Tickets are free! But you need to register in order to watch. Here’s the ticket link:
There are three plays being featured that week. Here are their descriptions. I hope you can take part in the event and support the hurting theater industry.
Second Week: January 28 – 31
Covid Chips by Mark W. Sasse Directed by Mike MrochAs restaurants in New York State begin to re-open during the COVID-19 crisis, Mr. Jawarski, from Peppy’s Pub in Jamestown, receives a Zoom call from an Albany health official making sure that Peppy’s is compliant. As Mr. Jawarski continues complying with new regulations, the health official keeps making additional Zoom calls to bring attention to another matter of omission.
Women Underground by Kay Ellen Bullard Directed by Justin BraunThree women living lives of quiet desperation find themselves buried in the rubble of a bank explosion. Each has her own past experiences that could impact their survival strategy. Is any rescue even possible if you’ve already been living the equivalent of a buried life?
Every Single Sunday by Chris Karmiol Directed by Whitney StoneDifferent generations attempt to make a virtual connection and it doesn’t go too smoothly. But that’s okay… it wasn’t meant to.
We are creative beings. I’m convinced of it. I’ve been watching my grandson play over the past couple of weeks and he just naturally creatives narratives about firemen, emergencies, ice cream stands, railroads, excavators, dump trucks and just about everything. He oozes creativity and it’s marvelous. By the way, he’s two years old.
What will we do (I do) in 2021 to allow the muses to penetrate and invite the dark hushes of night to open avenues previously unseen? Here’s a couple ideas:
Play. I recommend blocks. Yes, I’m back to my grandson for a moment. There’s something magnificently simple about playing with blocks, but it’s also freeing and … yes … creative. I’ve been taken away in my mind more than once when constructing a block zoo or a block gas station or whatever. Seeing the patterns, the possibilities, the endless little tweaks which can shape and reshape what is being formed. Playing with blocks allows one to be creative, but there are many varieties to play. Find one that suits you.
Passion. I have two passions which fuel my creativity: writing and cooking. They are a great counterbalance to each other because they are not related in any way, but they each, in their own way, allow me to experiment and control the ideas of my mind. They also both need source material whether a recipe for cooking or a news article for creative writing, they allow me to use what I have and what I am currently processing in order to form something new. Guitar is another creative avenue for me. It’s not one of my passions, per se, and I’m not a great guitarist, but it’s another method of getting me to think creative about my writing since I like to compose lyrics and songs and musical theatre related stuff. We all have a creative passion. I’m sure of it.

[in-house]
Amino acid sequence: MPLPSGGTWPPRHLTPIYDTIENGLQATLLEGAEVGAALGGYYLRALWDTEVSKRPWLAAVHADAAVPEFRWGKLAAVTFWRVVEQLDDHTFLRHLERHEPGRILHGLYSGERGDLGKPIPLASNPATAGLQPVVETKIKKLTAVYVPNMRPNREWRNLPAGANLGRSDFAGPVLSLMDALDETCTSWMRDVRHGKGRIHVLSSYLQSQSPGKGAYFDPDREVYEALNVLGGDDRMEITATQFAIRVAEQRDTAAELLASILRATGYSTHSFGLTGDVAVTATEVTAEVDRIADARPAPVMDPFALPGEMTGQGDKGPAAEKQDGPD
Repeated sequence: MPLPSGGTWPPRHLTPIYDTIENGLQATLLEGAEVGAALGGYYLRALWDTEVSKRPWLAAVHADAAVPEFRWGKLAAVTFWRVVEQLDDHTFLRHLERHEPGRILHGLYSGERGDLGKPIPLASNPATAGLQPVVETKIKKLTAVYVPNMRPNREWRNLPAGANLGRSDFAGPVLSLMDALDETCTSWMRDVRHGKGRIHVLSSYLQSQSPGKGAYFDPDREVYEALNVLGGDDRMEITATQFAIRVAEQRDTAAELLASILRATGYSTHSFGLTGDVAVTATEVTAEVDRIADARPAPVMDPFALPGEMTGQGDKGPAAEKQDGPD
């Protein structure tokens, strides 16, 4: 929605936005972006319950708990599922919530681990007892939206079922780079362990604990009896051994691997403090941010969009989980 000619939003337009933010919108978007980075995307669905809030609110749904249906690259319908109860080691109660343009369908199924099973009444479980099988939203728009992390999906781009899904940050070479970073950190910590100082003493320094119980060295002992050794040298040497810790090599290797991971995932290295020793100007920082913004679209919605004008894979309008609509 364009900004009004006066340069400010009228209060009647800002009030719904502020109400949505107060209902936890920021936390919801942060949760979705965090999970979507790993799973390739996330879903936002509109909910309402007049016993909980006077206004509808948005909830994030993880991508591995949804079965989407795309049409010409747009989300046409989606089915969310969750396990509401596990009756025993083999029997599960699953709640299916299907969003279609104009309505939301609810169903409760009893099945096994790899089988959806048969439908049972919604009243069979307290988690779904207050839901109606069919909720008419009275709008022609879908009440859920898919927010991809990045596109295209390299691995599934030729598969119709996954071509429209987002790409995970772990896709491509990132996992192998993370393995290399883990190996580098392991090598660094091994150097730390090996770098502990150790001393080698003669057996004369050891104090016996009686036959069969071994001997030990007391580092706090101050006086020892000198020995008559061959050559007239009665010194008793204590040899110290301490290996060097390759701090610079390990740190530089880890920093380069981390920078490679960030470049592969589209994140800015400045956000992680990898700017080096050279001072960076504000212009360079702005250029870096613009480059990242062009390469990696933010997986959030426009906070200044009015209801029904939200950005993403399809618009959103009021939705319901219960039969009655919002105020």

Get Away from Clutter. I think this is also an important way to allow yourself to be creative. We are bombarded with media and technology every moment of every day, and I’ll be the first to admit that I’m terrible at putting my phone down. What do you do to cleanse yourself from the daily clutter of your life and allow yourself to think, listen, see, feel, and just breathe? When I’m in my typical routine, that time for me is when I’m walking. I might be listening to music at the same time, but it allows me to think and ponder. Is it any wonder that a lot of my writing ideas come to me when I’m walking?
So if you want to be a more creative person this year; play, follow your passions, and secure time away from your cluttered life. We are meant to be creative. What’s holding you back?